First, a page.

UK ISPs Begin Crackdown on Suspected Torrenters

/ 6 years ago

UK ISPs Begin Crackdown on Suspected Torrenters

In an effort to crackdown on online piracy, internet service providers (ISPs) are to start sending letters to users suspected of illegally downloading copyrighted materials this month, ISPReview has confirmed. BT, Sky, Virgin Media, and TalkTalk have all signed up to the Voluntary Copyright Alert Programme, with a component of Creative Content UK, an initiative designed to combat piracy in a benign manner.

This is how it works: third-party companies collect data on IP addresses illegally downloading copyrighted material via peer-to-peer (P2P). These IP addresses are then shared with ISPs. If an ISP can link an IP address with one of its users, it will issue a warning letter to the related user. Torrenters that use Socks5 proxies, though, should be safe, assuming there’s no IP leak.

A spokesperson for Virgin Media explained the process in more detail:

“ISPs will not carry out any monitoring of their subscribers’ activity. Right holders will not have access to any personal information about alleged infringers. Right holders will merely flag to participating ISPs individual IP addresses (in “Copyright Infringement Reports” – or CIRs) that have been detected and verified where those IP addresses have been used to upload and share infringing content using ISPs’ networks. Rights holders will do this by using proven electronic scanning technologies which will be searching publicly available information.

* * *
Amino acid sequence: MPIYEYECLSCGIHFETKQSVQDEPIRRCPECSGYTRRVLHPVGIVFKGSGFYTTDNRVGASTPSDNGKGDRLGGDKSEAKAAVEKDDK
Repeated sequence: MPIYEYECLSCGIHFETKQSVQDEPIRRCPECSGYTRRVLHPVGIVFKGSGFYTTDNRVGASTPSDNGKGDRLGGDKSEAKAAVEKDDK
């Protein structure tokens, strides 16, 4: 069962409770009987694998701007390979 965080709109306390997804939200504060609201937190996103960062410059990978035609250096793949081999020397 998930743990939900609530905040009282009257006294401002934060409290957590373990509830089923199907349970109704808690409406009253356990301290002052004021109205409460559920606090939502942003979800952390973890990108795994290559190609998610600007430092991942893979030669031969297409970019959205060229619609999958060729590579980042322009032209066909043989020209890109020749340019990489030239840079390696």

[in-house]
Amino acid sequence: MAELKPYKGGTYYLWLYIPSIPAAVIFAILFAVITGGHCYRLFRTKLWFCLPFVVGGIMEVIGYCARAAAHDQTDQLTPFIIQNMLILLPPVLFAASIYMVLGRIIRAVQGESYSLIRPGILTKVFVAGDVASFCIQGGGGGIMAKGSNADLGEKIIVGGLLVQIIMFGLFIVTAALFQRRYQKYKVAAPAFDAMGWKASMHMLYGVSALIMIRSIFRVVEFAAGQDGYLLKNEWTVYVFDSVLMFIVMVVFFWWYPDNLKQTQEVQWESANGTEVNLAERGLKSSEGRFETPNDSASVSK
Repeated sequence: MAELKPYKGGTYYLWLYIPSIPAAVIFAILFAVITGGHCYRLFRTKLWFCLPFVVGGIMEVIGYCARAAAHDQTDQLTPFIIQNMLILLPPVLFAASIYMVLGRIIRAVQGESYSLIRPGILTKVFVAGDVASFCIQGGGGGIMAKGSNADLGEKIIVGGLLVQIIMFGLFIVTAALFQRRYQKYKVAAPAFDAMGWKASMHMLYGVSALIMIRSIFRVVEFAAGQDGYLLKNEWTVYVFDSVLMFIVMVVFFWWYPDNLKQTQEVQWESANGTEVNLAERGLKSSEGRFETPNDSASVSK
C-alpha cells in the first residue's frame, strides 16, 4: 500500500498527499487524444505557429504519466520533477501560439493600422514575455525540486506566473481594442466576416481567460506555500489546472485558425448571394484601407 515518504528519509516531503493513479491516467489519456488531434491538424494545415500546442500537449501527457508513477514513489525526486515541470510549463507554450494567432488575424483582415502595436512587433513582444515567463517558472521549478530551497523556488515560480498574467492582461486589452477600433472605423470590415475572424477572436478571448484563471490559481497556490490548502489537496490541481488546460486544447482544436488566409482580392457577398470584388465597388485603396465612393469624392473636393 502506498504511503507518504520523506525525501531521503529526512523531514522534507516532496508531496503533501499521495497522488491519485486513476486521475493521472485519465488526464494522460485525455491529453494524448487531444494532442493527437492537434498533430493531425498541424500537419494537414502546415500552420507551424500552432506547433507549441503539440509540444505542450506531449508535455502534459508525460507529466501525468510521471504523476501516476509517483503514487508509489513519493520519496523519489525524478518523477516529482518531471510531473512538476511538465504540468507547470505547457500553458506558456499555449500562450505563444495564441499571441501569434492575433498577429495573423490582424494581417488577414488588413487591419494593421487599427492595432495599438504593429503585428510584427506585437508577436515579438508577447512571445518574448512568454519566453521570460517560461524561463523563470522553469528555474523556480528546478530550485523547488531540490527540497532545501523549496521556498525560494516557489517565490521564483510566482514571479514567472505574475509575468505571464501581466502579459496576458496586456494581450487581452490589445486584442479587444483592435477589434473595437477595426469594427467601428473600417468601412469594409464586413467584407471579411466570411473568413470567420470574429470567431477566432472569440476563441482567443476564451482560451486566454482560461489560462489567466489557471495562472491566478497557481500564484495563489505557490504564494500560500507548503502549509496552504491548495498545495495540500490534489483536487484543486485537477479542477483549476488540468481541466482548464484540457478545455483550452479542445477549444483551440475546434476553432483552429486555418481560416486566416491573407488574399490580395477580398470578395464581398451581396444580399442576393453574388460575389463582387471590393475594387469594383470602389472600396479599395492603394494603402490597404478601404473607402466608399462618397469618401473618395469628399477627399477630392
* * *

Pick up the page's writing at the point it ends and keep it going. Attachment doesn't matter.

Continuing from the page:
No CIR will be sent to an ISP until it has been confirmed by the right holders that copyright infringement has taken place – and no educational email will be sent to a subscriber until the IP address in the applicable CIR that “triggers” the email can be matched to the correct active subscriber account. The entire programme is fully compliant with applicable laws and regulations including the Data Protection Act 1998 – and with best practices as published by the ICO (Information Commissioner’s Office).”

The warnings from ISPs to suspected pirates are just that and will not be “speculative invoicing,” i.e. settlement letters demanding money to prevent further legal action. It is not yet known whether ISPs will have any further power to back up its warning letters – a plan for ISPs to be able to disable internet access for users who ignored piracy warnings was recently abandoned.

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